The Squires Of The Subterrain: Pop In A CD (1988)

One of the nicest perks of the digital era is that it allows talented music nerds to record decent-sounding albums in their basements and get them disseminated online.  One of my favorite home-based artists is New Yorker Chris Earl, who's been quietly releasing music for decades as the Squires of the Subterrain.  The music tends to be lo-fi retro-psychedelia and Brian Wilson-esque surf-pop, with shades of more baroque pop like XTC -- picture Guided by Voices trying to cover Pet Sounds and you're halfway there.

Though a lot of the releases are pretty solid (i.e. 2005's better-produced Strawberries on Sunday), I'm a sucker for the delightfully catchy debut, sonic limitations and all (sourced from some earlier home-cassette recordings).  The brief self-referential "Theme Song" sounds like the theme song from a weird 70s Saturday morning cartoon about a fictitious band and their dog; "Intoxicating Violet" is like a Nuggets-era leftover, an intriguingly catchy chorus and simple, largely acoustic hook; "Admiral Albert's Apparition" is faux-psychedelic sunshine pop; "East Coast Surfin'" is a murky but rousing early Beach Boys leftover (by way of Val Kilmer in the Top Secret soundtrack), while "Stained Glass Summer" is more Smile-era Beach Boys.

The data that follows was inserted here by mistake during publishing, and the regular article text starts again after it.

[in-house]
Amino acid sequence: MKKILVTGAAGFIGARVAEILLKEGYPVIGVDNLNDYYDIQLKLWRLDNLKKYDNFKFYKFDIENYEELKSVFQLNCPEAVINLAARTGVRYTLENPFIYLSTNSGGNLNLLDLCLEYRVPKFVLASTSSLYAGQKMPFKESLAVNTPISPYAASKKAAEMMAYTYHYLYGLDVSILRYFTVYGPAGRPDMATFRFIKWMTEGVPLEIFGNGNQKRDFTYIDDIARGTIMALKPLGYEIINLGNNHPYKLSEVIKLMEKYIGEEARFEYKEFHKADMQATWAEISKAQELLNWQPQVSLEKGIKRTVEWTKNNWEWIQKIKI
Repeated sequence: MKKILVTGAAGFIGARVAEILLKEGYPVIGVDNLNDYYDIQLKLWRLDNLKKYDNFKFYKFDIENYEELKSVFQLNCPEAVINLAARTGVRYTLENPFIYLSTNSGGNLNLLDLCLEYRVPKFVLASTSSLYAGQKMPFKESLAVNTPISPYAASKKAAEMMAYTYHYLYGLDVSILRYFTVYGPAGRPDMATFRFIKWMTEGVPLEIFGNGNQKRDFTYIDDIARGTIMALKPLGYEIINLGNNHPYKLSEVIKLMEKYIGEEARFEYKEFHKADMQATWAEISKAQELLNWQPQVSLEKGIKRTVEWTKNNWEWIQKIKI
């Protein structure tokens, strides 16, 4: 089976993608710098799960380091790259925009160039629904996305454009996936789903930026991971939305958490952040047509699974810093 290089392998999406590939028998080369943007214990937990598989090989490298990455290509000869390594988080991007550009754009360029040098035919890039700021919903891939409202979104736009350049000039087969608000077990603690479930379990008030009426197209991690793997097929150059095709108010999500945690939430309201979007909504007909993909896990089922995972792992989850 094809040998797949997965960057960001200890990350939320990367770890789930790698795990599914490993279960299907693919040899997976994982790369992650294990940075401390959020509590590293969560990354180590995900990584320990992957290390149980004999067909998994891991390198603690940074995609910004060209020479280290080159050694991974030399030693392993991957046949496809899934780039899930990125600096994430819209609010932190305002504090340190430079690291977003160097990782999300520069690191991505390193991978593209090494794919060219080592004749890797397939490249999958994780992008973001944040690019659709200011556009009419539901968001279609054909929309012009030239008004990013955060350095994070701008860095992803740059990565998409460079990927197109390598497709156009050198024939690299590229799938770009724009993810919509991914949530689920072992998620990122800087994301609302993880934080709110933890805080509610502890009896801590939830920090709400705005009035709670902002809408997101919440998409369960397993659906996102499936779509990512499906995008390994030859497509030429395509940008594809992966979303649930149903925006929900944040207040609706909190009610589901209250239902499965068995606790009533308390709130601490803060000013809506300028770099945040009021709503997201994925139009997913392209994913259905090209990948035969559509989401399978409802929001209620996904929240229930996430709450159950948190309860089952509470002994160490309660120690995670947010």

I couldn't find anything on YouTube from the album, but, hey, as long as we're here, how about a video someone threw together for a later song?
Most of the Squires albums stream on Spotify, and you can buy them on the Squires website.